There are a litany of possibilities, and every organization will be different, but they might find that their existing human resources structures don’t encourage — or worse, foster fear — of speaking out when inequity is experienced or identified. Higher-ranking employees may be given the benefit of the doubt when concerns are raised. Colleagues may be type casted as “squeaky wheels” for coming forward. Colleagues may bring forward an issue but be told to address it themselves.
With high-intensity workplaces, there may be an expectation that employees stay late at the office, come in on weekends or take limited time off. But this kind of flexibility is usually only an option for those employees who don’t have children, family members with complex needs, or other responsibilities during their off hours. A lack of flexibility – whether in terms of when work is completed during the day, or where this work can be accomplished – can be a very real obstacle for caretakers, a significant number of whom are women.
Like many Canadian institutions, an organization may also find that pay equity is a concern. Statistics Canada reports that women are, on average, earning about 0.89 cents for every dollar a man earns.3 Some cases are more dire than others.4 As one example, a recent look into Canada’s largest law practices revealed that female equity partners are earning 25 per cent less — around $200,000 — than their male colleagues. A lack of transparency on salaries and a lack of clarity on performance targets both contribute to the gap. But culture also appears to be a factor — through her work, Robyn Doolittle found numerous studies that revealed that women tend to be judged more negatively when they try to negotiate their own salaries.
An in-depth look at an organization’s workplace culture might also reveal that its leadership has tended to prefer certain characteristics, ways of acting, ways of speaking, or even certain people, over others. The easiest, but by no means only, example is that of an “old boys club” that encourages or even promotes the stereotypical behaviour of one specific group. At best, long-engrained cultural norms like these can make people feel like outsiders. At worst, they can create environments where harassment and bullying can fester unchecked.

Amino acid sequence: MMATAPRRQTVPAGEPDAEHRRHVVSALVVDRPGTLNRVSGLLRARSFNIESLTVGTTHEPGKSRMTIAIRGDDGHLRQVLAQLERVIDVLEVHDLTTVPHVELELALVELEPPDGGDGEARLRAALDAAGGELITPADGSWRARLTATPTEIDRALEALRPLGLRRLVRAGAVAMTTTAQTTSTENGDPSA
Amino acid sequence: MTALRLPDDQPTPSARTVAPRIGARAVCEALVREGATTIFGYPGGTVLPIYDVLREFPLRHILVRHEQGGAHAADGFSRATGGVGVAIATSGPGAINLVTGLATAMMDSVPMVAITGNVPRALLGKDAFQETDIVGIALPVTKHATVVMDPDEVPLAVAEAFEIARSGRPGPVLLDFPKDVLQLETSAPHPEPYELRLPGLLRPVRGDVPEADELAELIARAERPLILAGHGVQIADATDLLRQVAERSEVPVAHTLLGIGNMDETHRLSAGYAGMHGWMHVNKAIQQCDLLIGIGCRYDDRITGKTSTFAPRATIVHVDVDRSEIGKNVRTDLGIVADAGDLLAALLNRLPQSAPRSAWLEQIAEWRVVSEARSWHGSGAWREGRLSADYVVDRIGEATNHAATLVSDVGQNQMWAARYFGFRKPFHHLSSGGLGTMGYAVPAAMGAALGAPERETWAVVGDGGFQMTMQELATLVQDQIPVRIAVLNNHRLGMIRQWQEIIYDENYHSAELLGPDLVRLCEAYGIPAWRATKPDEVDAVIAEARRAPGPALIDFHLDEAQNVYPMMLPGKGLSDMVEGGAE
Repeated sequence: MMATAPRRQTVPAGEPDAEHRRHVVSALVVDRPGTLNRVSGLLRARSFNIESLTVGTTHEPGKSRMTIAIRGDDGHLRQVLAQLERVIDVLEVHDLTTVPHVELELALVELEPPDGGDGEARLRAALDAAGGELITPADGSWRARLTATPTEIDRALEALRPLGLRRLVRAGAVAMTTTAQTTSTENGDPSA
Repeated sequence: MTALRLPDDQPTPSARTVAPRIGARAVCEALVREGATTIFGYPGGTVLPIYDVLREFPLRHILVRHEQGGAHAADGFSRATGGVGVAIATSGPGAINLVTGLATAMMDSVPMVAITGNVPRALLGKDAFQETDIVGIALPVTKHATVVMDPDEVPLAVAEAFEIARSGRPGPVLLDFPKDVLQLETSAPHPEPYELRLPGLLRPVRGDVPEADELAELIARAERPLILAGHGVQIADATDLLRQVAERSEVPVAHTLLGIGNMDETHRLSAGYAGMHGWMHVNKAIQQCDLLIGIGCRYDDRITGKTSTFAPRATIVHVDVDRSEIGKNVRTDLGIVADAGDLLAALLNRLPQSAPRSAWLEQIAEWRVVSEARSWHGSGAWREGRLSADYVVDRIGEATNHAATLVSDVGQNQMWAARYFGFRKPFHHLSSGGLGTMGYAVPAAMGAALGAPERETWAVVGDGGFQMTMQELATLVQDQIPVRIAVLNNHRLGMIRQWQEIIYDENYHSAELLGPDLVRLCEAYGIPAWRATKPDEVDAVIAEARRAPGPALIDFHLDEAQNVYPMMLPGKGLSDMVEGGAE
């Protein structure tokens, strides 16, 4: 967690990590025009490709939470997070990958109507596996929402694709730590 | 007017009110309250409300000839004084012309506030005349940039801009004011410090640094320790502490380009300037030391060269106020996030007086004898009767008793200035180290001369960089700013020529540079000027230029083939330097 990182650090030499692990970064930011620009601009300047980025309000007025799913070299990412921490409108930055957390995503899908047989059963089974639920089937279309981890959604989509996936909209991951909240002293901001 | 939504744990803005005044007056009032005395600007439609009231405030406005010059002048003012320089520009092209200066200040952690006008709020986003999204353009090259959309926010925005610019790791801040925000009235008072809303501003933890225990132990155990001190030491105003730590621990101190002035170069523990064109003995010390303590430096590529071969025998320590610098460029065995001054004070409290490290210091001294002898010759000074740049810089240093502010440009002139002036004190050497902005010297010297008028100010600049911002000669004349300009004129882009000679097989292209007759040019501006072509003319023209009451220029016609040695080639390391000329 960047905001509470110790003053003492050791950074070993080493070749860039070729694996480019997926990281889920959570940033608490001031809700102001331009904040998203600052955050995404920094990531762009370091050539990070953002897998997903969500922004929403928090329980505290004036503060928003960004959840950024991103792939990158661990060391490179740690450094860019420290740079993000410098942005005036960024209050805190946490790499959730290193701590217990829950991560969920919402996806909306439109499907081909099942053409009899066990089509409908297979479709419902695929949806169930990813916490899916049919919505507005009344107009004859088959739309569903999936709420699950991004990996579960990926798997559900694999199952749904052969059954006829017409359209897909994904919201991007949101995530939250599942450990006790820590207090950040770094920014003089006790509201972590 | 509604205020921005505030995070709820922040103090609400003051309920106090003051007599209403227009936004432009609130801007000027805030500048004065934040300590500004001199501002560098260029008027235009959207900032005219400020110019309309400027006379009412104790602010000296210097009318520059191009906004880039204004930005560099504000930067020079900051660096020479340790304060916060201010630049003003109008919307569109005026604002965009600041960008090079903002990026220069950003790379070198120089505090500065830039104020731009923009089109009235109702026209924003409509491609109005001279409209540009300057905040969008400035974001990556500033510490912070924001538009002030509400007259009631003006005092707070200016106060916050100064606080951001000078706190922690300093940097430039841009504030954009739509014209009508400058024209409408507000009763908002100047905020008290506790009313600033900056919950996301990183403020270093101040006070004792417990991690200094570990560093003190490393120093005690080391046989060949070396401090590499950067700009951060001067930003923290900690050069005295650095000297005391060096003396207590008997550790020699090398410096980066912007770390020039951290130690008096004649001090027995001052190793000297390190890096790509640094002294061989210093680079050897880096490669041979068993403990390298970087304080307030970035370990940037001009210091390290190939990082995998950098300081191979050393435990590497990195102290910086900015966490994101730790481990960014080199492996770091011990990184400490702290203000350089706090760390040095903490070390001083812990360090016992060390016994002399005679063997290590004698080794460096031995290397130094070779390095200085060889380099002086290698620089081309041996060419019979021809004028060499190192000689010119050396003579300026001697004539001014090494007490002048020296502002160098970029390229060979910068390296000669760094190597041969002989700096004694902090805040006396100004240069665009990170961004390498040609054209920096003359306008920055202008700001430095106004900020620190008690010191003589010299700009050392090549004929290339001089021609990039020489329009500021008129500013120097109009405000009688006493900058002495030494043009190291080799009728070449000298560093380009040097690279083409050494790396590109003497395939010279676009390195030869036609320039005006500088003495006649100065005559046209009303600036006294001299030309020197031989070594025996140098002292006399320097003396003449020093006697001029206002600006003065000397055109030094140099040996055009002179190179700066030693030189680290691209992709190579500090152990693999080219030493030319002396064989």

These are only four short examples, but you may have noticed that parity isn’t the magic bullet solution to any of the problems identified — cultural and structural changes are. The good thing is that making cultural and structural change — while impacting women and BIPOC individuals most positively — actually benefits everyone. We can all get behind a human resources process that acts when a concern is raised. COVID-19 has proven we can all get behind more flexible work times and spaces. Addressing pay equity ensures a level playing field and embracing a more open culture allows all of us to present our truest selves at the office.
Change requires concerted effort and time, but embracing it can improve an organization’s standing, from staff retention, to morale, to financial performance. None of this work is easy, but it’s worth it. This year, when we think about International Women’s Day, we should commit to change where it matters most and challenge ourselves to start thinking beyond the numbers.
 http://www3.weforum.org/docs/WEF_GGGR_2020.pdf https://www.theglobeandmail.com/canada/article-power-gap/ https://www150.statcan.gc.ca/t1/tbl1/en/tv.action?pid=1410034002 https://www.theglobeandmail.com/canada/article-female-partners-earn-less-than-male-colleagues-at-big-law-firm/